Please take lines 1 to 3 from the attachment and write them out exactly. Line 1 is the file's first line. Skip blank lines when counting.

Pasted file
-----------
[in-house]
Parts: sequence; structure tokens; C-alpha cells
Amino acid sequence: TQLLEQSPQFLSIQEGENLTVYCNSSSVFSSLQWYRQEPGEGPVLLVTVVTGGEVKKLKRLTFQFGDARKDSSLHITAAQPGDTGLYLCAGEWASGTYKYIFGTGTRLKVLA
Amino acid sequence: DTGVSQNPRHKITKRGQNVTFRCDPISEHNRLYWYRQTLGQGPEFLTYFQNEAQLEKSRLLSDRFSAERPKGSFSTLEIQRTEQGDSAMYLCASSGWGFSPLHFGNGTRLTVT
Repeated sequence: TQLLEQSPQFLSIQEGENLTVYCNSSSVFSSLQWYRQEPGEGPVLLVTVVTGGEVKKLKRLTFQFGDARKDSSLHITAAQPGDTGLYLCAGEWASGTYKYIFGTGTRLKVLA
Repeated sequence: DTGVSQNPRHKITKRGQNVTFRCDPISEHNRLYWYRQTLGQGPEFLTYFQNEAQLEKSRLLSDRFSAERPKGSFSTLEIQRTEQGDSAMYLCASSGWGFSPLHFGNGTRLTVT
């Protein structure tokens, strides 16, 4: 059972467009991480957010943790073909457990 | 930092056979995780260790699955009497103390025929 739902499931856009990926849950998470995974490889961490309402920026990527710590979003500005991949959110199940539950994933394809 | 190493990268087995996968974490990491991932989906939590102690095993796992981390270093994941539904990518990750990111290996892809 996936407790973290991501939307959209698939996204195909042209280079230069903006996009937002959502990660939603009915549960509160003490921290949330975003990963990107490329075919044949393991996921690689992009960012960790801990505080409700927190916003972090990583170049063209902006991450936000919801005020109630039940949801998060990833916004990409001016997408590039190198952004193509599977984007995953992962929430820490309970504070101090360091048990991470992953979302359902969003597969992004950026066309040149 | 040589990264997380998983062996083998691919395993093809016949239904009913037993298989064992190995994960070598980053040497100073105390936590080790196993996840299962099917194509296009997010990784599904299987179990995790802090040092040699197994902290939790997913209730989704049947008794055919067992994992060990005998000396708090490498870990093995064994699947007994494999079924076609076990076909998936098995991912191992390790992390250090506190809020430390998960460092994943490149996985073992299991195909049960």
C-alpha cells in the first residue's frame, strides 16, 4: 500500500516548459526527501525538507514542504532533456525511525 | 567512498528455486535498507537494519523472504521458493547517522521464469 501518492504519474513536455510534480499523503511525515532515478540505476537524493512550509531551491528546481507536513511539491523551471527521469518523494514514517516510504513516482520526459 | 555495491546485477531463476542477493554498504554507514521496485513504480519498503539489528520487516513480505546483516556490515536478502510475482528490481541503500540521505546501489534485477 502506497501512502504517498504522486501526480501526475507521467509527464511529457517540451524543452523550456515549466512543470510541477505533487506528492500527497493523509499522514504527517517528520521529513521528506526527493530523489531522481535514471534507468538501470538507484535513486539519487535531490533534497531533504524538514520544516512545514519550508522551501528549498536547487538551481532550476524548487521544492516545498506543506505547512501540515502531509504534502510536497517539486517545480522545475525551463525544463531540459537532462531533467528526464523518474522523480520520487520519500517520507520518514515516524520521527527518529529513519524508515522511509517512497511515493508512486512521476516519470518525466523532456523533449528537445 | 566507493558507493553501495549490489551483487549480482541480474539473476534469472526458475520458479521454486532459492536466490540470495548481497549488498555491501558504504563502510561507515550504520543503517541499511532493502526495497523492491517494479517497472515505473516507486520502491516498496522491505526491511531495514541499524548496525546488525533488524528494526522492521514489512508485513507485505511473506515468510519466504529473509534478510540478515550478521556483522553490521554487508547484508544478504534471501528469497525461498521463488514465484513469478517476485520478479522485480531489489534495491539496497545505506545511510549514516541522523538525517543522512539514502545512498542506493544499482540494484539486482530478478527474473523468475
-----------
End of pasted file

[in-house]
Parts: sequence; structure tokens; C-alpha cells
Amino acid sequence: TQLLEQSPQFLSIQEGENLTVYCNSSSVFSSLQWYRQEPGEGPVLLVTVVTGGEVKKLKRLTFQFGDARKDSSLHITAAQPGDTGLYLCAGEWASGTYKYIFGTGTRLKVLA